5 Shocking Facts About your Teeth
1. Your Enamel is the Hardest Part of Your Body - Tooth enamel is the thin outer covering of a tooth. Like a hard shell, enamel’s primary purpose is to protect the rest of the tooth. Enamel is mostly made of calcium and phosphate, like your bones, but is stronger because of the specific proteins and crystallites that form it. Even though it is there to protect your teeth, the enamel can still chip or crack, and it is not safe from decay. Sugars and acids, like those found in soft drinks, interact with bacteria in your mouth and attack your enamel, which marks the start of tooth decay.
2. Yellow Teeth May Mean Decay – Your tooth enamel may be the hardest tissue in your body, but it isn’t impenetrable. After the first stage of demineralization, the bacterium in your mouth continues to break down your tooth enamel further. At this point, you might notice that your teeth have a yellow or grey color to them. This happens when the enamel breaks down to the point where the dentin below shows through. Dentin is a layer of material that lies immediately underneath the enamel of the tooth. Dentin does not have any living cells, so it can’t regrow. And unlike your outer enamel, fluoride treatments won’t help restore damaged dentin. Once these yellow or grey-colored stains appear, they are irreversible.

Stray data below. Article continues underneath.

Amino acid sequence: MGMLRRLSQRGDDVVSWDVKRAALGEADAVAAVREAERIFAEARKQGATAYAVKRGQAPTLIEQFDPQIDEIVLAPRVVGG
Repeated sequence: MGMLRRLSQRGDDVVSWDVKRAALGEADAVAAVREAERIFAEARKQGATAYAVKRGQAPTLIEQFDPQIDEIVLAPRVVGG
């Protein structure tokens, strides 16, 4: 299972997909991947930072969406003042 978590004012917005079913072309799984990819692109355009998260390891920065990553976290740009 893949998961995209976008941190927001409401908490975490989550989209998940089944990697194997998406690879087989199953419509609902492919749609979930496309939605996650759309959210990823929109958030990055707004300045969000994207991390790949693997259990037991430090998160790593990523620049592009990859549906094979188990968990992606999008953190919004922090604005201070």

3. Your Teeth Cannot Repair Themselves - When a tooth suffers damage, it loses dentin, the hard, bony tissue underneath the enamel that forms the bulk of the tooth. Each tooth’s stem cells produce new dentin, in an attempt to repair the damage. However, this innate repair mechanism has its limits and can only manufacture tiny amounts of tissue while combating a cavity, injury, or infection. Therefore, under normal circumstances, teeth cannot heal themselves.
4. Your Mouth is Home to 300 Types of Bacteria - Plaque contains millions of bacteria, made up of 200 to 300 different species. The main culprit for poor tooth health is Streptococcus mutans, which converts sugar and other carbohydrates into the acids which eat away at your teeth. White and sticky, plaque is constantly growing. If you don’t remove it by brushing and flossing regularly, it can cause tooth decay.
5. Your Teeth are an Indicator of Your Overall Health - One in 7 adults aged 35 to 44 have gum disease. For adults older than 65, those numbers increase to 1 in every 4. Evidence is surfacing that shows oral health issues may be an indicator of other health issues. Research shows that problems in your mouth can have effects on the rest of your body and lead to other health complications. Poor oral health conditions have been linked to type 2 diabetes, rheumatoid arthritis, and other inflammatory diseases. Poor oral health also puts people at higher risk for infections, including pneumonia. Since a healthy mouth is a significant factor in your overall health, it is important to maintain good oral health. You can take care of your teeth and reduce bacteria and inflammation by brushing at least twice a day and flossing daily. We recommend you visit your dentist regularly for professional cleanings and keep them informed of any changes in your overall health.